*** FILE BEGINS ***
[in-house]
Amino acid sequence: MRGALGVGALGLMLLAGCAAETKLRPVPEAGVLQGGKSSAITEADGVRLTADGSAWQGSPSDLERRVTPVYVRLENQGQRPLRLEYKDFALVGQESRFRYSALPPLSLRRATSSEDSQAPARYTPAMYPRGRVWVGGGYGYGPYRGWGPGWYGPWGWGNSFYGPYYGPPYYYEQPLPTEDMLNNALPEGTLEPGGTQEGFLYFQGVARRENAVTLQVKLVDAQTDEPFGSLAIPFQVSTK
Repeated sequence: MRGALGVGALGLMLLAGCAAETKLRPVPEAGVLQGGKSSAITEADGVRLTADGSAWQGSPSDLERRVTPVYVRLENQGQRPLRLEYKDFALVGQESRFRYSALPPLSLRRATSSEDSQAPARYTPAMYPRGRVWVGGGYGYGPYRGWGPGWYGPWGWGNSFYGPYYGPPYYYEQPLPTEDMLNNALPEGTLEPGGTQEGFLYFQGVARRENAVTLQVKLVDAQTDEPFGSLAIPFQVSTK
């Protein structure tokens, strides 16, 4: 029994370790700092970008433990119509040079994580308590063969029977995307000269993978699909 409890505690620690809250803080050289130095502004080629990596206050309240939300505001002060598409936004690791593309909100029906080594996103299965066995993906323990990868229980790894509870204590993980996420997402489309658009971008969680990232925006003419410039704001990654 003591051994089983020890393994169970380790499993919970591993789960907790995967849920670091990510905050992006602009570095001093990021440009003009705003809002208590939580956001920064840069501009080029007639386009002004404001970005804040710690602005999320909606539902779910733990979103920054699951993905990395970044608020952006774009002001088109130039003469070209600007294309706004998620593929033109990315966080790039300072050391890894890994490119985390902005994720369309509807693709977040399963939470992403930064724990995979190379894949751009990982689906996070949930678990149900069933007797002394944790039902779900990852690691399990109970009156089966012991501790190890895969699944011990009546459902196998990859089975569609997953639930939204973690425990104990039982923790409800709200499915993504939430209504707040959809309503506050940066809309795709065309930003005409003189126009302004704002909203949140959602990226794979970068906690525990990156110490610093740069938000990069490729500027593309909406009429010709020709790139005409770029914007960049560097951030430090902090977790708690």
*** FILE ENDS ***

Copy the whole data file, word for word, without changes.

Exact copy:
[in-house]
Amino acid sequence: MRGALGVGALGLMLLAGCAAETKLRPVPEAGVLQGGKSSAITEADGVRLTADGSAWQGSPSDLERRVTPVYVRLENQGQRPLRLEYKDFALVGQESRFRYSALPPLSLRRATSSEDSQAPARYTPAMYPRGRVWVGGGYGYGPYRGWGPGWYGPWGWGNSFYGPYYGPPYYYEQPLPTEDMLNNALPEGTLEPGGTQEGFLYFQGVARRENAVTLQVKLVDAQTDEPFGSLAIPFQVSTK
Repeated sequence: MRGALGVGALGLMLLAGCAAETKLRPVPEAGVLQGGKSSAITEADGVRLTADGSAWQGSPSDLERRVTPVYVRLENQGQRPLRLEYKDFALVGQESRFRYSALPPLSLRRATSSEDSQAPARYTPAMYPRGRVWVGGGYGYGPYRGWGPGWYGPWGWGNSFYGPYYGPPYYYEQPLPTEDMLNNALPEGTLEPGGTQEGFLYFQGVARRENAVTLQVKLVDAQTDEPFGSLAIPFQVSTK
């Protein structure tokens, strides 16, 4: 029994370790700092970008433990119509040079994580308590063969029977995307000269993978699909 409890505690620690809250803080050289130095502004080629990596206050309240939300505001002060598409936004690791593309909100029906080594996103299965066995993906323990990868229980790894509870204590993980996420997402489309658009971008969680990232925006003419410039704001990654 003591051994089983020890393994169970380790499993919970591993789960907790995967849920670091990510905050992006602009570095001093990021440009003009705003809002208590939580956001920064840069501009080029007639386009002004404001970005804040710690602005999320909606539902779910733990979103920054699951993905990395970044608020952006774009002001088109130039003469070209600007294309706004998620593929033109990315966080790039300072050391890894890994490119985390902005994720369309509807693709977040399963939470992403930064724990995979190379894949751009990982689906996070949930678990149900069933007797002394944790039902779900990852690691399990109970009156089966012991501790190890895969699944011990009546459902196998990859089975569609997953639930939204973690425990104990039982923790409800709200499915993504939430209504707040959809309503506050940066809309795709065309930003005409003189126009302004704002909203949140959602990226794979970068906690525990990156110490610093740069938000990069490729500027593309909406009429010709020709790139005409770029914007960049560097951030430090902090977790708690």